That's not a philosophical post, but sometimes we have to deal with the past and/or future. That's totally fine. Maybe you have to figure out if something happened in the past or if it’s going to happen in the future. Using the same approach of my previous post [POST], I would like to share the Rails extensions to Ruby built-in Date class I usually use when I am working.
Today (the date this post was written) is Sat, 03 Mar 2012. And Rails give us a nice way to have this information, using the “today” method.
In the same way, we can also discover which day would be tomorrow or which day was yesterday, using “tomorrow” and “yesterday”:
Which day was in the beginning of the X (where X could be: week, month, year)? You might also want to know which day will be in the end of X (the same X). We have a set of methods ready to help us out.
Using the same date
You can ask a date instance information about the beginning/ending of: week, month and year:
With the same name pattern, but with a slightly different result, Rails defines the methods “beginning_of_day” and “end_of_day”. It will return an ActiveSupport::TimeWithZone instance, instead of a Date, containing time details.
What would be the first thing you would do if you had a time travel machine? I bet you are thinking about lots of things just right now, but before you continue, let me explain why I did this question. Rails defines a method that allow you travel to a specific date, just like a time travel machine. Rails defines it as “advance” and we are going to play with it.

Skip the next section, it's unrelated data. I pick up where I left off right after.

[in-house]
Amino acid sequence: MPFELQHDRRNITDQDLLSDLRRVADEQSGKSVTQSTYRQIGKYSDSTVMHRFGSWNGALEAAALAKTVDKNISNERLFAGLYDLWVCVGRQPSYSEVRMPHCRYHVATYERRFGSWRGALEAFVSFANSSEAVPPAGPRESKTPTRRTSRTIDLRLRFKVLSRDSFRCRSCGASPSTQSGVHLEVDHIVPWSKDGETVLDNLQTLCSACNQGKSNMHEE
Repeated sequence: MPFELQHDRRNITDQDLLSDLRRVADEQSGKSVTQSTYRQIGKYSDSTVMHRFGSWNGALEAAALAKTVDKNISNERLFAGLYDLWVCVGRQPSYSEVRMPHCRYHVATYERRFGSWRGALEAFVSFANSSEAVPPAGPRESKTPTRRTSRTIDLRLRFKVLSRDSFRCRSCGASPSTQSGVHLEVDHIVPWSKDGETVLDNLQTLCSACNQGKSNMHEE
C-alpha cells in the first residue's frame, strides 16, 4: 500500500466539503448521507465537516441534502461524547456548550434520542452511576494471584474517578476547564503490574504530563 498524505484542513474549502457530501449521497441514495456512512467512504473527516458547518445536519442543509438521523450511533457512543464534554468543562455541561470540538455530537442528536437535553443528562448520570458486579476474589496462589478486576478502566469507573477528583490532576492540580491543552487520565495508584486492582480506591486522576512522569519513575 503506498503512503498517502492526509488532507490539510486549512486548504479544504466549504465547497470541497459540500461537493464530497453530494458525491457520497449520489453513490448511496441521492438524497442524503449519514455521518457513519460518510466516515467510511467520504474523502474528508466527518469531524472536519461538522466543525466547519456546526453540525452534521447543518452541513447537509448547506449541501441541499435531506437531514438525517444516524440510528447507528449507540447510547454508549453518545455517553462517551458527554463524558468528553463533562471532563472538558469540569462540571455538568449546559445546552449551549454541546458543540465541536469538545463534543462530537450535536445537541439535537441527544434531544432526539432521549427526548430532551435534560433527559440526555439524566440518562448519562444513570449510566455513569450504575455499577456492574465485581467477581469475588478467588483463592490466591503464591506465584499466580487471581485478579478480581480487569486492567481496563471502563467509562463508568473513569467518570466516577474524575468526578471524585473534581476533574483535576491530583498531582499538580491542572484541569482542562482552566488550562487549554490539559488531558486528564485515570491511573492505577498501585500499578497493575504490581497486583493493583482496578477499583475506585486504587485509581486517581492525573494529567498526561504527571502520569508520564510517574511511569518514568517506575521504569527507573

Our initial date will be today:
Let’s travel to the future, 1 year from now:
Maybe one year is too much, let’s use 1 month instead:
Well, you can define your own trip using different combinations of: years, months, weeks and days. It allows us to do things like:
Perhaps you are looking for a simple way to change an existent date instance. For times like this, you have “change”:
You can change pretty much everything and have a complete new date.
This is a limited list of extensions to Ruby Date extensions provided by Rails. This list is based on my experience and needs using it. For a more detailed list, visit the Rails documentation site or browse its source code.
I am open sourcing a project that I have been using a lot lately. You can easily define routes and some rules...
Benchmarking Ruby and Erlang
Open sourcing a lib I created to benchmark Rails apps, using ActiveSupport::Notifications